We tossed our creature comforts to the side and began tearing through our bags for heavy jackets, pants and beanies. Questions and confusion filled the frantic tent. Once suited up, we all funneled out of the tiny tent opening into the storm and lined up in front of the two stone-faced staff sergeants.
We stood there silently as they divided us up between them. Reading our confused expressions, the staff sergeants laughed and explained what was about to happen.
“You guys go with him” he said gesturing at the other staff sergeant and his group. “And you guys come with me. We’ll have 15 minutes to build up our arsenal of snowballs and then it’s on. If you get hit, you’re out. You can be revived by a teammate once, but if you’re hit again, you’re out until the next round”.
Before our shock could fade, we were elbows deep in snow mounds, hastily and inefficiently shaping snowballs with our gloved hands. The 15 minutes were up and my group had established three separate caches of snowballs in case one were to be compromised. Our hodgepodge of recon and sniper guys made it difficult to establish a quick plan of attack. Me and the other recon guys suggested we move between tents to find a good ambush point. The snipers suggested we push to a small hill top and take advantage of the high ground. The infighting put us at a disadvantage.
When the other team started lobbing snowballs, strategy turned into self-preservation and it was every man for himself.
A number of my recon teammates had been taken out of the game so I retreated to the hill top where a few snipers were dug in. The high ground gave us the upper hand, and the continuing snowfall guaranteed we wouldn’t run out of ammo. We had the other team pinned down and just when we thought we had the game won, we were flanked and wiped out.
The snowball fight went a few more rounds and the longer we were out in the storm the more exhausted we got. Our honed military training and tactics gradually devolved into a laughter filled display of “soldiers on ice” as we slipped and fell endlessly.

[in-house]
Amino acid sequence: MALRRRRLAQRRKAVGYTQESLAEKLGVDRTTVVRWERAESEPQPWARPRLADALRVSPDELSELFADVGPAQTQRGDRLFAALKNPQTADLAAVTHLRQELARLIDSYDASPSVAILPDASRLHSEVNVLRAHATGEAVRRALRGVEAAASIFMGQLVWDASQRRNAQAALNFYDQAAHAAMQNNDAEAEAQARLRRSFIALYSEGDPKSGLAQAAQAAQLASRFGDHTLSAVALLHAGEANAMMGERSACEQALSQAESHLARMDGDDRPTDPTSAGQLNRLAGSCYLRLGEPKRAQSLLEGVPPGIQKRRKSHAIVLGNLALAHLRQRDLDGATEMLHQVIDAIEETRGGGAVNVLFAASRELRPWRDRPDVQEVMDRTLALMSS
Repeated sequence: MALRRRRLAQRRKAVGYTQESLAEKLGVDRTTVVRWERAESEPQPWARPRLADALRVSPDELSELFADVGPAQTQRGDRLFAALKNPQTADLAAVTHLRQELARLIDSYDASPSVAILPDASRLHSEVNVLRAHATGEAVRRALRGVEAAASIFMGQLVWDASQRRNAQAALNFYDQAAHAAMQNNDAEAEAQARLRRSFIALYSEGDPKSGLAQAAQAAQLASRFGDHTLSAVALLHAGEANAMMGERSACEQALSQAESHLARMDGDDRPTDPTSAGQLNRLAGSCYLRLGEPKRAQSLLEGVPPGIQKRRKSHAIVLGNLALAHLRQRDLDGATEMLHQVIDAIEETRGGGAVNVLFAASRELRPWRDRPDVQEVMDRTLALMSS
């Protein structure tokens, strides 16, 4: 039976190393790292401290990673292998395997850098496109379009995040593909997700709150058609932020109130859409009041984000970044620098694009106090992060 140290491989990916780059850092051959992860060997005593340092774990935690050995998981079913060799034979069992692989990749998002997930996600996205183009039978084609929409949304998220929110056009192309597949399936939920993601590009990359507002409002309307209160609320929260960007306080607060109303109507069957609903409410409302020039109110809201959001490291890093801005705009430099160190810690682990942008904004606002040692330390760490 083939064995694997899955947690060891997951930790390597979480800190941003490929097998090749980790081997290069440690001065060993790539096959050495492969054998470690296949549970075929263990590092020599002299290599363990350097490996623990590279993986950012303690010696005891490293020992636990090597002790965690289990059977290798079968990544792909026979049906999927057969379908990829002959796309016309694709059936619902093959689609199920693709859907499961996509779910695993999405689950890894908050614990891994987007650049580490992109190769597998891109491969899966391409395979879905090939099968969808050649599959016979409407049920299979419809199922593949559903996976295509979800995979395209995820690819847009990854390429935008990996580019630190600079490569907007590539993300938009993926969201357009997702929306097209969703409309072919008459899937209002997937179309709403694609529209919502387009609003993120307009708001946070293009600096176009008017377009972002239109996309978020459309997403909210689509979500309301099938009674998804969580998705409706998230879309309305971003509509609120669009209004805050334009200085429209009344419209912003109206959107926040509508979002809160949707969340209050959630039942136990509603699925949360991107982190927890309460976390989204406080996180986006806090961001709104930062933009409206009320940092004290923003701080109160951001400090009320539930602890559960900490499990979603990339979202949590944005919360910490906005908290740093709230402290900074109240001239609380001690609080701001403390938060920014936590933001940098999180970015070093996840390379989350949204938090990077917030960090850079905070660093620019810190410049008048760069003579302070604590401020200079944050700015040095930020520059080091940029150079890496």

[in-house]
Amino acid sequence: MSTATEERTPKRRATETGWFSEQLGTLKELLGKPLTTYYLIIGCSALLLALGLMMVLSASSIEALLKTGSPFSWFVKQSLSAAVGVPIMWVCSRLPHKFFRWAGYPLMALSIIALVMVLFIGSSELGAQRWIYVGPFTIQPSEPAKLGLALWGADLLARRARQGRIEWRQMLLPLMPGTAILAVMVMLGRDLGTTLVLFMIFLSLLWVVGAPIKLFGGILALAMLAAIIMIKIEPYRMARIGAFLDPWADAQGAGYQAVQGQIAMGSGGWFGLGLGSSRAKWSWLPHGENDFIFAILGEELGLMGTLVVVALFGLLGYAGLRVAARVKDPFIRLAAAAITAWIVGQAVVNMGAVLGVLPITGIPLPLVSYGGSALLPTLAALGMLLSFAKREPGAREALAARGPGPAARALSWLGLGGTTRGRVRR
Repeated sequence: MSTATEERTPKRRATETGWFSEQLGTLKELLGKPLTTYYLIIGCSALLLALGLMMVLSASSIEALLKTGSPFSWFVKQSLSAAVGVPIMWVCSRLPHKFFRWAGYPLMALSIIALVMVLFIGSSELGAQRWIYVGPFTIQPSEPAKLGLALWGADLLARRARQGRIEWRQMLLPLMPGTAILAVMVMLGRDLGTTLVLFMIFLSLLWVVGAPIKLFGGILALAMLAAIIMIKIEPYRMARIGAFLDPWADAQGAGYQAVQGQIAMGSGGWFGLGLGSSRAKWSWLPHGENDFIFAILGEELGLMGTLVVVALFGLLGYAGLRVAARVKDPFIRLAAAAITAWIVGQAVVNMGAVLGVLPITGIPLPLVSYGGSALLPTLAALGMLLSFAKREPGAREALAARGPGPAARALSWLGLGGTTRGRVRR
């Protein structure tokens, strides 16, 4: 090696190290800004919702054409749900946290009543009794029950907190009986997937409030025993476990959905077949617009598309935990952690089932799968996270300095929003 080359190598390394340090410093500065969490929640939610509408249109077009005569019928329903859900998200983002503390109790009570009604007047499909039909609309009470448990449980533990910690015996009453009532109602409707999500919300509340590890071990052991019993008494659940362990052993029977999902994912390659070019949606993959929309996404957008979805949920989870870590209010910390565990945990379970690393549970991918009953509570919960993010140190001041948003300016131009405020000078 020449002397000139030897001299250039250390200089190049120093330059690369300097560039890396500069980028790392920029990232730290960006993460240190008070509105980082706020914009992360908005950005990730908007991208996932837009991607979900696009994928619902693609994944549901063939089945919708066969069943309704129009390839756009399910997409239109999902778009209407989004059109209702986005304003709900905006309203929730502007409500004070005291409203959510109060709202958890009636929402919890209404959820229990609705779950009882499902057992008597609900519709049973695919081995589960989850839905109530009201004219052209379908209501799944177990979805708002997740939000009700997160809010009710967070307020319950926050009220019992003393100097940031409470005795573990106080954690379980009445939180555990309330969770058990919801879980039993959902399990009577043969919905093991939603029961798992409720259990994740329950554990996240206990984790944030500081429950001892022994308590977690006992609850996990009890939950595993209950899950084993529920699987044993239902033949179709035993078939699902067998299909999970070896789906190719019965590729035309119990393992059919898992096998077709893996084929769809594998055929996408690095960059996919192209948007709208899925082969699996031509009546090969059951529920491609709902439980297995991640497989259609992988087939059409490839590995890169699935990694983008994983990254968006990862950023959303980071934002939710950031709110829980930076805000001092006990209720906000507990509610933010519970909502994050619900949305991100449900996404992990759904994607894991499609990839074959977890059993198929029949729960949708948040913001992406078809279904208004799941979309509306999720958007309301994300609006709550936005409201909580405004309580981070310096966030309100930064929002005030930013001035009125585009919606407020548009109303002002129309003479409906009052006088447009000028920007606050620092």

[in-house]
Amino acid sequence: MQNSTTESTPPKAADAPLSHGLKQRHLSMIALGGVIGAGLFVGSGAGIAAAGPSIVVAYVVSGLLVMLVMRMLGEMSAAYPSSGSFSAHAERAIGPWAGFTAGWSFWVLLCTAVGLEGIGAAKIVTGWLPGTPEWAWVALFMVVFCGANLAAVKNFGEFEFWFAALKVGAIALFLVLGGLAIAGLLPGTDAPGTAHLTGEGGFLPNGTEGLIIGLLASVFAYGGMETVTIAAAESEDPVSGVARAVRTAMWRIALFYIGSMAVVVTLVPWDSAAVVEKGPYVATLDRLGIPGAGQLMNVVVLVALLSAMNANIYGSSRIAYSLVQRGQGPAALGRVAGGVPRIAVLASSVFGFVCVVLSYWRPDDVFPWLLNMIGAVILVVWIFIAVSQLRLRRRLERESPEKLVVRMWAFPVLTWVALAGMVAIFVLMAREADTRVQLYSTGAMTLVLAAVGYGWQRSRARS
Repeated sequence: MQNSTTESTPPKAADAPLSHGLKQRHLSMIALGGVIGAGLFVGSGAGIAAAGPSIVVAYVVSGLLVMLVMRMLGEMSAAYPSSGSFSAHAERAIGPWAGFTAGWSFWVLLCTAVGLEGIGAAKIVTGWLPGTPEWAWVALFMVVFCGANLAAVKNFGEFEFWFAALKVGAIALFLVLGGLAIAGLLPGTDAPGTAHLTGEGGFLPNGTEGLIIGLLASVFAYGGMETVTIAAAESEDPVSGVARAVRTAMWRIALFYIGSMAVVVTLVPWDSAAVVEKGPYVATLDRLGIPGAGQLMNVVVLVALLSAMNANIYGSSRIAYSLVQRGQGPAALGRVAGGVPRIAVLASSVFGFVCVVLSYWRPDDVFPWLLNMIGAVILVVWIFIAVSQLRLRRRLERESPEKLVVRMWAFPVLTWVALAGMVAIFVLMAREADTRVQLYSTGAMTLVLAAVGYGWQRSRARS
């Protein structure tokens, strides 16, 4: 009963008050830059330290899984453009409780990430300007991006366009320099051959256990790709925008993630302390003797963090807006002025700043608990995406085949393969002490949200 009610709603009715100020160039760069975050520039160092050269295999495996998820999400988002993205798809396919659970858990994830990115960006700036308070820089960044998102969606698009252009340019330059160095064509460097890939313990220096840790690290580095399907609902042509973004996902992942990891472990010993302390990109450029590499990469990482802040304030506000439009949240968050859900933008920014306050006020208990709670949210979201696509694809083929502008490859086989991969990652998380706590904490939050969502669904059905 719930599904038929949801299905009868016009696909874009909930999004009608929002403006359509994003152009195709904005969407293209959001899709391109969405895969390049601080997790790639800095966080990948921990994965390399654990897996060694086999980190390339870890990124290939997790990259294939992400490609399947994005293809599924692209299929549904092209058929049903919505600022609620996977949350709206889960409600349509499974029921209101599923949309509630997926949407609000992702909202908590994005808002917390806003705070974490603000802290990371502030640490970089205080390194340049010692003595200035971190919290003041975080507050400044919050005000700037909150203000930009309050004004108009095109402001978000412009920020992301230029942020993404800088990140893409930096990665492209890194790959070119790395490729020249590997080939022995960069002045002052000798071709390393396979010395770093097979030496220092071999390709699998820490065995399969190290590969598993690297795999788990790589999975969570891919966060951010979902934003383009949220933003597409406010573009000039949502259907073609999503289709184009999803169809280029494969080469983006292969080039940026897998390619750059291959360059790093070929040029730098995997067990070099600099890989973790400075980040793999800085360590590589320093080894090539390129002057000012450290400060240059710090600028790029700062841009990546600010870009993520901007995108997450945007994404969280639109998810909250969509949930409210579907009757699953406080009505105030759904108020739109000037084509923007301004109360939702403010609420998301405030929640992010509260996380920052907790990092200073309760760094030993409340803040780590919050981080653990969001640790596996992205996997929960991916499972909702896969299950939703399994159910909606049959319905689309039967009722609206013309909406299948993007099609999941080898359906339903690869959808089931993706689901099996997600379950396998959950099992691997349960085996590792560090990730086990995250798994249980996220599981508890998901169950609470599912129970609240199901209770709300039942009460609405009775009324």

When the snowball fight was over, we sluggishly made our way back to our tent, shed our cold weather gear and collapsed onto our cots.
The mission we came for had officially been scrapped, so we quietly retrieved the creature comforts we had discarded earlier and tucked ourselves into our sleeping bags. The next morning the bright sun rose and melted most of the snow. We gathered all of our equipment crammed ourselves back into our cold Humvees, and headed to the next outpost.
That day was rarely talked about in the months that followed. It was as if we were all safeguarding a cherished memory and if we spoke about it, the day would somehow seem less special.
I’m sure the snowball fight meant something different for everyone on the battlefield that day. For me, its meaning has evolved over the years. What was once just another story from my time in Afghanistan has grown into a meaningful narrative about the human moments soldiers often experience while deployed but are rarely reported.
For me this day was important because it helps me show that not every war story is a tale of heroism or tragedy.
When the winter months creep by here at home, I look forward to an impromptu moment where I’ll look out on a large snow covered field, and I’ll tell whoever will listen, about my snowball fight with snipers.
It’s now summertime, which means hotter temperatures for physical training, longer days for working parties, and more intense nights for barracks parties. All three of those are a lot easier if you take to your medic/corpsman’s advice and drink some water.
You don’t need to change your socks as often as they claim, but doing so at least once a day is appreciated by everyone around you. If you don’t, well, you’re one nasty SOB. But you’re not here for advice, you’re here for memes.
(Meme via Air Force Nation)